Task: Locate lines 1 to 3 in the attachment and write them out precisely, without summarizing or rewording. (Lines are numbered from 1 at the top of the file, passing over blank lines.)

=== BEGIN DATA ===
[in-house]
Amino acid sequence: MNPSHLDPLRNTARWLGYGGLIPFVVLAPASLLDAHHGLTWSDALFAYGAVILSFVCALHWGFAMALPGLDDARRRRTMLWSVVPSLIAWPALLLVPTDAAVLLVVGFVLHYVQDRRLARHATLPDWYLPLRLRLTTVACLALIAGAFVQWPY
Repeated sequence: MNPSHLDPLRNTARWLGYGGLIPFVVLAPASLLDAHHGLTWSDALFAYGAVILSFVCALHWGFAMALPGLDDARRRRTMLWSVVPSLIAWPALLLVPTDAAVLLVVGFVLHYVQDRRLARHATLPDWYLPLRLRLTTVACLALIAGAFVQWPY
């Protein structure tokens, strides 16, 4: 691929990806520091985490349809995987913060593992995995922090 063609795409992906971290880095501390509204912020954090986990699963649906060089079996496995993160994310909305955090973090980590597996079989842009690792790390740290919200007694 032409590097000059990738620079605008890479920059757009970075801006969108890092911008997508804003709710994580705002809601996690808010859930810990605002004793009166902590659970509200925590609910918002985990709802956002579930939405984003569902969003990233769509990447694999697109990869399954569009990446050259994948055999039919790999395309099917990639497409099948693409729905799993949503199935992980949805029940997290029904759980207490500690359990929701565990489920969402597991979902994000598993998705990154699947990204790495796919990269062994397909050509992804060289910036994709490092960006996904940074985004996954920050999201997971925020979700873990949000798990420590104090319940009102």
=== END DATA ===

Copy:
[in-house]
Amino acid sequence: MNPSHLDPLRNTARWLGYGGLIPFVVLAPASLLDAHHGLTWSDALFAYGAVILSFVCALHWGFAMALPGLDDARRRRTMLWSVVPSLIAWPALLLVPTDAAVLLVVGFVLHYVQDRRLARHATLPDWYLPLRLRLTTVACLALIAGAFVQWPY
Repeated sequence: MNPSHLDPLRNTARWLGYGGLIPFVVLAPASLLDAHHGLTWSDALFAYGAVILSFVCALHWGFAMALPGLDDARRRRTMLWSVVPSLIAWPALLLVPTDAAVLLVVGFVLHYVQDRRLARHATLPDWYLPLRLRLTTVACLALIAGAFVQWPY